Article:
Ah, the beachhead strategy. The idea is to put almost all your resources on a single riding to earn a beachhead in a legislature, from which to grow from. It’s the political equivalent of D-Day in World War II. The BC Greens tried and failed with it multiple times for then-leader Adriane Carr (2001 and 2005 especially come to mind), and it never did work for the party. I was more involved with the 2009 STV referendum campaign than the BC Green provincial campaign so I’m not certain whether a beachhead campaign was attempted for leader Jane Sterk, but it looked like it from the outside looking in. For 2013, Jane Sterk specifically repudiated the beachhead strategy and instead went with a strategy of focusing on supporting a team of strong candidates across the Greater Victoria region, and was rewarded with a seat in Oak Bay-Gordon Head, a riding that would have been an unlikely pick pre-election for the party to put all its resources behind.
But all of this was after a beachhead strategy had arguably worked for federal Green party leader Elizabeth May in the 2011 federal election. Not on the first try though, the party’s beachhead strategy in the riding of Central Nova in the 2008 federal election, where most of the party’s resources were dedicated to an unsuccessful attempt to get leader Elizabeth May elected.
In 2015 the federal Greens took a region-wide strategy focusing a lot of resources on Vancouver Island, and failed to pick up additional ridings beyond May’s. It does raise the question as to whether a strategy that focused primarily on May’s riding and the neighbouring riding of Victoria (where the Greens came second) could have succeeded where the regional strategy failed.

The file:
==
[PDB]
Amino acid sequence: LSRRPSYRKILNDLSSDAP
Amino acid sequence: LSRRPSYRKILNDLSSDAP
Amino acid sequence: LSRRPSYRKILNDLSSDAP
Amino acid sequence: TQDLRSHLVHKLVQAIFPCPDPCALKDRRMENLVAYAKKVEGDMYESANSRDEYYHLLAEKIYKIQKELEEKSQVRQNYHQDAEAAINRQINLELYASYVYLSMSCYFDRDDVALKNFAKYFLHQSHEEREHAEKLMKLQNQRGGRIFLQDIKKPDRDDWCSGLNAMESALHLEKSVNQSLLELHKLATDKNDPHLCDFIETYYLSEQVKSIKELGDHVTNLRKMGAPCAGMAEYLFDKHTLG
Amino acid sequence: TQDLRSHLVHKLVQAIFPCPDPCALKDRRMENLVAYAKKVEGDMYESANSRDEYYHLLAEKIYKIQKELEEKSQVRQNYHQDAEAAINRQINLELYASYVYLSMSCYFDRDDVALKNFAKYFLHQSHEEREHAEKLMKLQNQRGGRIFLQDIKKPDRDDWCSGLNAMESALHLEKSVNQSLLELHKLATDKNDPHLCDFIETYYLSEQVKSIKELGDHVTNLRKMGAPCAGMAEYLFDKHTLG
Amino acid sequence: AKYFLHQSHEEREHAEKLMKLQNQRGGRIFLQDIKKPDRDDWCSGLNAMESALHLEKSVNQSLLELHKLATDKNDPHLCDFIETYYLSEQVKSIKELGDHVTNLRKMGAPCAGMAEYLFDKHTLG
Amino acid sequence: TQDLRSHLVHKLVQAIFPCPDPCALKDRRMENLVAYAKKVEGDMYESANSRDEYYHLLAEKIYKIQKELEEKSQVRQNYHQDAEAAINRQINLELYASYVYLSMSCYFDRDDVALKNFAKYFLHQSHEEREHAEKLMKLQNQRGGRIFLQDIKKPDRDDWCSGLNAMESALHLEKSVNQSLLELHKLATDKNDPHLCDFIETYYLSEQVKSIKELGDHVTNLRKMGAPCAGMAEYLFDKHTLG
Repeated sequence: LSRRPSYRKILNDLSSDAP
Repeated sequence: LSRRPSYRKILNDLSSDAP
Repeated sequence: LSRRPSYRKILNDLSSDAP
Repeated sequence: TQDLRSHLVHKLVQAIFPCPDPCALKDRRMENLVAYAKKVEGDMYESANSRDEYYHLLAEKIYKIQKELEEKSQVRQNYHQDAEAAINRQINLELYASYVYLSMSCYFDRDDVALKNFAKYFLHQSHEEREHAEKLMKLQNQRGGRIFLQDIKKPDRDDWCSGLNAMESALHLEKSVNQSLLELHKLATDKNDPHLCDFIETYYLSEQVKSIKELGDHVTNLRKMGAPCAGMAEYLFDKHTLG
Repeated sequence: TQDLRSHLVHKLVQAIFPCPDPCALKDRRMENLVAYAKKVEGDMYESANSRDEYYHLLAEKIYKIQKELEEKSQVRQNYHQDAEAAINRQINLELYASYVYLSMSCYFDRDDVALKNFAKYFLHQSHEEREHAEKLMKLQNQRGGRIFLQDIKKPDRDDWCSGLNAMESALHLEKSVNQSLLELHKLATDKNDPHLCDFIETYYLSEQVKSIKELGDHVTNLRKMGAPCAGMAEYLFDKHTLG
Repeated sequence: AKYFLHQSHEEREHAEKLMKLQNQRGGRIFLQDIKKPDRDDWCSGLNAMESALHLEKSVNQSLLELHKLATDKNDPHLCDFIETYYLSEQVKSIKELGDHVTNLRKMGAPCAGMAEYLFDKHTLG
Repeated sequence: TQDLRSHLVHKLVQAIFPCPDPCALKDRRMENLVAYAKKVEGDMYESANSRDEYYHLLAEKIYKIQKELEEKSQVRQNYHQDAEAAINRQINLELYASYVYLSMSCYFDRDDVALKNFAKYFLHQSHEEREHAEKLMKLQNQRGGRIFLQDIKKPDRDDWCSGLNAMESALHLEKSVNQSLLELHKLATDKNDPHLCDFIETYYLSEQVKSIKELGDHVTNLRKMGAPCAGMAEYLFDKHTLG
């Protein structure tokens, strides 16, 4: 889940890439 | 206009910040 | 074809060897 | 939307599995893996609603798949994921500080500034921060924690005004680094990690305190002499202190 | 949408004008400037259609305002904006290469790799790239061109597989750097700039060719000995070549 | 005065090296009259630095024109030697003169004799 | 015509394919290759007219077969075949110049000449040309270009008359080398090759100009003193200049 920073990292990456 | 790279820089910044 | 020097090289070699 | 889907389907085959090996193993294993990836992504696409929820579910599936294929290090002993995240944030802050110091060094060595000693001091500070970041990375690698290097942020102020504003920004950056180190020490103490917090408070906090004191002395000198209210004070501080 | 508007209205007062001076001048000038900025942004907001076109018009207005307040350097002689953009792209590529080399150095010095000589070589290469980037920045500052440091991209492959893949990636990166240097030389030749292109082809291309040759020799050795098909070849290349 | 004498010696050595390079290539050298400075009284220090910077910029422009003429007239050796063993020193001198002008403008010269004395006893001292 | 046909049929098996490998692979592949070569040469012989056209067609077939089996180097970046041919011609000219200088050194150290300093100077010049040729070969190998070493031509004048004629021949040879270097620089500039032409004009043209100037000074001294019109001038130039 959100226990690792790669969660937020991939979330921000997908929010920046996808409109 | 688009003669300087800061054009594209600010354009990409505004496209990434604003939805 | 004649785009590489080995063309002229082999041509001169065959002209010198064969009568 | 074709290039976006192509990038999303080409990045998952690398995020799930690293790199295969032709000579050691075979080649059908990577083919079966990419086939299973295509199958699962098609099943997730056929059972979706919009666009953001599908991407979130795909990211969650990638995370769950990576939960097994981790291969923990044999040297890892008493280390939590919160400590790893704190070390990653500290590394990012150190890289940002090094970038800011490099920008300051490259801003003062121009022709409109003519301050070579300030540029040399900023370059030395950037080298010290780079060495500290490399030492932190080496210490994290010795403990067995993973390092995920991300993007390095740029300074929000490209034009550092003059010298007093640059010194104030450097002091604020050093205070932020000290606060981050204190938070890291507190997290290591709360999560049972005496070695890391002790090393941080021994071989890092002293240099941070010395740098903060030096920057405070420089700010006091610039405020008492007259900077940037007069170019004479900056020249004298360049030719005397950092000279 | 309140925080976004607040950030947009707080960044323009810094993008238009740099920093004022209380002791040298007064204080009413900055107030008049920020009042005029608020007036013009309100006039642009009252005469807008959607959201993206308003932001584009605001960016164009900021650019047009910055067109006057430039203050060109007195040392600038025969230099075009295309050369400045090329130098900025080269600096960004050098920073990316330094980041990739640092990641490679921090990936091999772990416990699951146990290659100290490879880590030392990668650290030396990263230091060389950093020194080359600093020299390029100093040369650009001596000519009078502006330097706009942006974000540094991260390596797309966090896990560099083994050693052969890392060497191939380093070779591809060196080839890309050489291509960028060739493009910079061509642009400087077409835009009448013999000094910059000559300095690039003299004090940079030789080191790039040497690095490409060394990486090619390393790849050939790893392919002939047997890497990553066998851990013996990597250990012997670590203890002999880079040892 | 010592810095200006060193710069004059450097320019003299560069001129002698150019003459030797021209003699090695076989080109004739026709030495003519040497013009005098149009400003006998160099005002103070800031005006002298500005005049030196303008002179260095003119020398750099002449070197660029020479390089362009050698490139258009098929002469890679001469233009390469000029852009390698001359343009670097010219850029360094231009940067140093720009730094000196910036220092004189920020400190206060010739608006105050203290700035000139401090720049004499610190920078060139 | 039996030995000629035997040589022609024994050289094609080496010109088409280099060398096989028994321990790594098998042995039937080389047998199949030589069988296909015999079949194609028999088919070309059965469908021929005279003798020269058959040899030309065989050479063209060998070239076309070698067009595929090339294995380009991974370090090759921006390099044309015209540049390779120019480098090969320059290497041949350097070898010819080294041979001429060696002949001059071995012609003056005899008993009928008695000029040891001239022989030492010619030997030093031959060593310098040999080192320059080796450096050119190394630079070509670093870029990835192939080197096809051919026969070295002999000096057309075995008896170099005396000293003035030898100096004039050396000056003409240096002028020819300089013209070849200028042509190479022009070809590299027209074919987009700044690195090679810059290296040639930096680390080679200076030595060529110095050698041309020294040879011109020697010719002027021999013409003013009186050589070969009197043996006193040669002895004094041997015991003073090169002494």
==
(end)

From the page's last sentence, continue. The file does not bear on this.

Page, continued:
But the beachhead strategy appears to have been strikingly successful electing New Brunswick Green Party leader David Coon in 2014, and later electing PEI Green Party leader Peter Bevan-Baker in 2015. And since then both Green Parties have surged in the polls.
But then the BC Green Party went into the 2017 election without a beachhead strategy. In 2013 BC Green Party candidate Adam Olsen had narrowly missed winning the provincial riding of “Saanich North and the Islands” by a few hundred votes, and it would have been easy enough to focus just on re-electing Andrew Weaver plus winning Saanich North that was predicted to be just as close in 2017 as it had been before, but instead Weaver focused on a province-wide strategy. Adam Olsen got a lot of support from the provincial party to be sure, but so did most Vancouver Island candidates which paid off with both Olsen winning and Sonia Furstenau in a riding to the Northwest of Greater Victoria, electing Canada’s first Green Party caucus at either the provincial or federal level. This despite the campaign spending significant time and resources in New Westminster, Kamloops, Nelson-Creston, and elsewhere. Had the Green campaign put almost all of its effort into just Olsen’s and Weaver’s ridings, it seems unlikely they would have also picked up the third seat (and I’m glad they did, I’m very impressed by Furstenau).
So what’s my point? Its that the beachhead strategy can be both a beautiful success or an abject failure. It will be interesting to see how it plays out for the Ontario Greens.